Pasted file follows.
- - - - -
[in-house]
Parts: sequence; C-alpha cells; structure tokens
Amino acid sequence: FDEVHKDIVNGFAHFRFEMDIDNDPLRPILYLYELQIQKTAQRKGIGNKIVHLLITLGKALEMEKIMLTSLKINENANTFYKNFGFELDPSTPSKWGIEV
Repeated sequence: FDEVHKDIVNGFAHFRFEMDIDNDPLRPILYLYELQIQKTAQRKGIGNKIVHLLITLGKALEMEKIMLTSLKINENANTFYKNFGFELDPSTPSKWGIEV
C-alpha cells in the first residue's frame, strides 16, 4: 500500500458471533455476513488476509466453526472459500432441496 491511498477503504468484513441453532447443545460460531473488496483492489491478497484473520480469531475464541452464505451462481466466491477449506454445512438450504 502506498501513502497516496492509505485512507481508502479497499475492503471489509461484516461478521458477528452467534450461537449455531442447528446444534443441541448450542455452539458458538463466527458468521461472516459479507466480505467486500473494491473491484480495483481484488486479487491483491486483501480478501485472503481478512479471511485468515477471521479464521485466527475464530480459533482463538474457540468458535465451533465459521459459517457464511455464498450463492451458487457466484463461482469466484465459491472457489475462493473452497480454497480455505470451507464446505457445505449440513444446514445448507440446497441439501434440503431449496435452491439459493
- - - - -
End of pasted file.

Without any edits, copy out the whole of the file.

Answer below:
[in-house]
Parts: sequence; C-alpha cells; structure tokens
Amino acid sequence: FDEVHKDIVNGFAHFRFEMDIDNDPLRPILYLYELQIQKTAQRKGIGNKIVHLLITLGKALEMEKIMLTSLKINENANTFYKNFGFELDPSTPSKWGIEV
Repeated sequence: FDEVHKDIVNGFAHFRFEMDIDNDPLRPILYLYELQIQKTAQRKGIGNKIVHLLITLGKALEMEKIMLTSLKINENANTFYKNFGFELDPSTPSKWGIEV
C-alpha cells in the first residue's frame, strides 16, 4: 500500500458471533455476513488476509466453526472459500432441496 491511498477503504468484513441453532447443545460460531473488496483492489491478497484473520480469531475464541452464505451462481466466491477449506454445512438450504 502506498501513502497516496492509505485512507481508502479497499475492503471489509461484516461478521458477528452467534450461537449455531442447528446444534443441541448450542455452539458458538463466527458468521461472516459479507466480505467486500473494491473491484480495483481484488486479487491483491486483501480478501485472503481478512479471511485468515477471521479464521485466527475464530480459533482463538474457540468458535465451533465459521459459517457464511455464498450463492451458487457466484463461482469466484465459491472457489475462493473452497480454497480455505470451507464446505457445505449440513444446514445448507440446497441439501434440503431449496435452491439459493